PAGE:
ERIC Number: ED353096
Record Type: Non-Journal
Publication Date: 1992-Mar-4
Reference Count: N/A
(Other) Ways of Speaking: Lessons from the Dene of Northern Canada.
Chambers, Cynthia M.
Western European forms of discourse have been foisted upon the world as the universal value-neutral reference point. External standards have been used to assess aboriginal discourse, particularly in public contexts such as schools and courtrooms. These standards assume that there is one single correct way to proceed (to talk, write, argue, teach), and that ways of knowing and proceeding are universal and foundational. The Dene remind us that all knowledge is "storied," that is, knowing and communicating are always partial (no one knows the whole story) and contextualized (all stories are rooted in a particular time, place, and set of sociocultural conditions). Ethical forms of communication (including teaching/learning) require a balance between narration and listening. Dene elders criticize schooling for teaching children to talk too much. Dene discourse emphasizes restraint, silence, and discernment of the right moment for speaking/writing or listening/interpretation. Dene ways of speaking equalize power differences between speaker and listener. A speaker does not state the point or argument directly. In such a communicative context, the audience assumes much of the responsibility of interpretation. Story, personal experience, and culture must form the basis of curriculum for aboriginal education. This paper contains Dene testimony before the MacKenzie Valley Pipeline Inquiry and a detailed rhetorical analysis of that testimony. (SV)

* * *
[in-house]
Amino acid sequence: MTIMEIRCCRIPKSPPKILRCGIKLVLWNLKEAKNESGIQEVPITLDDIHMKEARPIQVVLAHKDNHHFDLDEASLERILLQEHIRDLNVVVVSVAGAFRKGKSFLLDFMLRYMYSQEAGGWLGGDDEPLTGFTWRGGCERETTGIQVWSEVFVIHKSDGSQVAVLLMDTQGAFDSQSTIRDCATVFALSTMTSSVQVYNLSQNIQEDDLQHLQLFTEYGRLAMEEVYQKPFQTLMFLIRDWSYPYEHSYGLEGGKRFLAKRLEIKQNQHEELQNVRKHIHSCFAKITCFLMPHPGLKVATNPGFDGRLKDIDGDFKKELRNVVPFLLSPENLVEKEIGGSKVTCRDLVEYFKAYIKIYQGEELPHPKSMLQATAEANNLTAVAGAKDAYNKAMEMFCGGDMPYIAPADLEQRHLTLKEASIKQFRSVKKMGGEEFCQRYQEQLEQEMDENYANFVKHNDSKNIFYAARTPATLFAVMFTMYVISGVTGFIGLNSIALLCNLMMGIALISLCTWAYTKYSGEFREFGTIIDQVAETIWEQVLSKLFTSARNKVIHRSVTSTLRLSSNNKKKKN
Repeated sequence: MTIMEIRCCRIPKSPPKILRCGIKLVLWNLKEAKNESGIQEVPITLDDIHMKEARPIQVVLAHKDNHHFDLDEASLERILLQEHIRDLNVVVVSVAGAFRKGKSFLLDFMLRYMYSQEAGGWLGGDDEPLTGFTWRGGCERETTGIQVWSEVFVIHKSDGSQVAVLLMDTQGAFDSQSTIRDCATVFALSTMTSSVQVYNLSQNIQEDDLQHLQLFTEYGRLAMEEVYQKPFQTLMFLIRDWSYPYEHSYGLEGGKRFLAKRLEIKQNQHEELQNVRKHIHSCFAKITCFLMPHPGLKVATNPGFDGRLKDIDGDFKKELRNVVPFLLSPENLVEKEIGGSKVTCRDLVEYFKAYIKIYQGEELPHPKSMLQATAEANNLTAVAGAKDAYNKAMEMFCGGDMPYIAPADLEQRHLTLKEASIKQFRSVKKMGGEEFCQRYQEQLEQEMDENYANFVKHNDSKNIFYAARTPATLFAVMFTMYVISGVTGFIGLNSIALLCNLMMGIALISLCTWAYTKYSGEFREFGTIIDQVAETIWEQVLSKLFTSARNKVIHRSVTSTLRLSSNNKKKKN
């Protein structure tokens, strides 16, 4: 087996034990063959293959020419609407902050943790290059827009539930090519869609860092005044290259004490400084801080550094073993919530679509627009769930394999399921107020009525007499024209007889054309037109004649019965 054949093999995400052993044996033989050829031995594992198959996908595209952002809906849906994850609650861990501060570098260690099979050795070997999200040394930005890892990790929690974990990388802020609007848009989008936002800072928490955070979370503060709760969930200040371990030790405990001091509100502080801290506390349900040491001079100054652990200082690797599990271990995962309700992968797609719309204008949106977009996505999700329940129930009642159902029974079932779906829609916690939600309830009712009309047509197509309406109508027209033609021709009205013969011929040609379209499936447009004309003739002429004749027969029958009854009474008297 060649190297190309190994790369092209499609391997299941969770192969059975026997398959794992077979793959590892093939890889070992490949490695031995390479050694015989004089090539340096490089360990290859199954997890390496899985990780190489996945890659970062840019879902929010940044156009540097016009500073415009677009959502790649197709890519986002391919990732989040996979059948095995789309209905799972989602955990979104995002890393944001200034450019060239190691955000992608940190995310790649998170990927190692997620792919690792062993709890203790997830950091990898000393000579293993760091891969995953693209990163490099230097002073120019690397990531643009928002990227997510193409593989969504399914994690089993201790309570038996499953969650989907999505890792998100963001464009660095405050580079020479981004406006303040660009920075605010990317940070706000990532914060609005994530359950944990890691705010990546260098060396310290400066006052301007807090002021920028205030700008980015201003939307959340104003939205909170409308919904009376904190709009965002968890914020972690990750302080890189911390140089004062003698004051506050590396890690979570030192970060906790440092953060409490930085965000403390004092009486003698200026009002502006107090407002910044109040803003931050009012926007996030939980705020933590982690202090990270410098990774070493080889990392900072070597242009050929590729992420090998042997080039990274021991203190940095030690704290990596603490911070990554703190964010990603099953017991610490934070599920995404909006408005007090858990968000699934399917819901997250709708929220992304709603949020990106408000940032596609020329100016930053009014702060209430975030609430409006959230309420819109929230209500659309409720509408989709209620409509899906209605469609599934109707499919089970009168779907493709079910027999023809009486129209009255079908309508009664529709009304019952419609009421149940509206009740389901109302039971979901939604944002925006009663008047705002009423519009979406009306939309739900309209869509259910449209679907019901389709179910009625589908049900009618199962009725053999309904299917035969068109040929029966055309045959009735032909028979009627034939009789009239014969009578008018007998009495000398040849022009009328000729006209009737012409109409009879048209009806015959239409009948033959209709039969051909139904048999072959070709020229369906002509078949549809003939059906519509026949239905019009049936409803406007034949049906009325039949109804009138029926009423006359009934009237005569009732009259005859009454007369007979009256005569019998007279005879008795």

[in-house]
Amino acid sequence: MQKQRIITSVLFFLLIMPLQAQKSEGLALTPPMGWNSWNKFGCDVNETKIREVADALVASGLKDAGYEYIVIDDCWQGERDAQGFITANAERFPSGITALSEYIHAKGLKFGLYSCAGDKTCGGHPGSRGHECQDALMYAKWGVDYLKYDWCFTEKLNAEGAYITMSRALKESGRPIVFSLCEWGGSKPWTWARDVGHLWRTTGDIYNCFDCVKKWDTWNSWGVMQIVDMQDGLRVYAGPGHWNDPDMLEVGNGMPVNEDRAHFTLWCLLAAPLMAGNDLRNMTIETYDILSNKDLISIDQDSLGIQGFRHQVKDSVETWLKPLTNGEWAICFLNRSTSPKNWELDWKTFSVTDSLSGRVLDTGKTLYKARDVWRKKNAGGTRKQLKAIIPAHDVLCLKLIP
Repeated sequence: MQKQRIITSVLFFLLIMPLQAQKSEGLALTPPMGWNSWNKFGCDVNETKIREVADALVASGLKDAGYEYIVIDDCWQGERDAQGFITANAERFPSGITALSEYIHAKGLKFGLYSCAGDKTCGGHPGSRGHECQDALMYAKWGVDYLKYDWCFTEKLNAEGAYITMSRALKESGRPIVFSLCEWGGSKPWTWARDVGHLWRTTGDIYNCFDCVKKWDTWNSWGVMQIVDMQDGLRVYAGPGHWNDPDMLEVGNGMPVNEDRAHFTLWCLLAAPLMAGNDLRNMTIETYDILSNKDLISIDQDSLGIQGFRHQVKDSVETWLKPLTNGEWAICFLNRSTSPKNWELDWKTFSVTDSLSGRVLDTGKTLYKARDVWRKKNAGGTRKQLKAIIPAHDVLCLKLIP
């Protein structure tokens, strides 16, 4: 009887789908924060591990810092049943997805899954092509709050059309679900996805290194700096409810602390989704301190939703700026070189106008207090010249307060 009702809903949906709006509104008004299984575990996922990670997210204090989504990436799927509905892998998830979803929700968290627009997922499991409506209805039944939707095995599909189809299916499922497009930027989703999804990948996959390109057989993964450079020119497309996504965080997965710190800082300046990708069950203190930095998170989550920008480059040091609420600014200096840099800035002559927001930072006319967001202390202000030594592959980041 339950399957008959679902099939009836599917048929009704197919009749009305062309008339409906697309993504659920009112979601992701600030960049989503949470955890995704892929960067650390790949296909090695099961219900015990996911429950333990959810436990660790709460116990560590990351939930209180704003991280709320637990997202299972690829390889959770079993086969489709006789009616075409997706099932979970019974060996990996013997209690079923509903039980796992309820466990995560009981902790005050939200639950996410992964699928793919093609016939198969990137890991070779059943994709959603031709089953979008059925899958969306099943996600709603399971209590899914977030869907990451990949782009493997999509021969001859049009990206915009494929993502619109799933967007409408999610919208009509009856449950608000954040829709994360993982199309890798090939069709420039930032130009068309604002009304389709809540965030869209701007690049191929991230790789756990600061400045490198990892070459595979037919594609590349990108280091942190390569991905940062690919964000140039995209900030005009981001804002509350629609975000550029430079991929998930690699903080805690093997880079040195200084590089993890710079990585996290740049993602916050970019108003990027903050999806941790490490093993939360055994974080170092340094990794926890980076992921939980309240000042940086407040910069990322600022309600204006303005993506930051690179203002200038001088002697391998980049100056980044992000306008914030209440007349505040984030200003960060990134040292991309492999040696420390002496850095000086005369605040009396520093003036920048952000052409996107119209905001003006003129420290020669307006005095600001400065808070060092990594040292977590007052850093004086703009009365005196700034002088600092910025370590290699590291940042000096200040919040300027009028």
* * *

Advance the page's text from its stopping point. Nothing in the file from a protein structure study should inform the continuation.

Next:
Descriptors: American Indian Culture, Canada Natives, Cognitive Structures, Cultural Differences, Culture Conflict, Discourse Analysis, Discourse Modes, Epistemology, Foreign Countries, Informal Education, Intercultural Communication, Listening, Nonverbal Communication, Rhetorical Criticism, Speech Communication
Publication Type: Opinion Papers; Speeches/Meeting Papers
Education Level: N/A
Authoring Institution: N/A
Identifiers - Location: Canada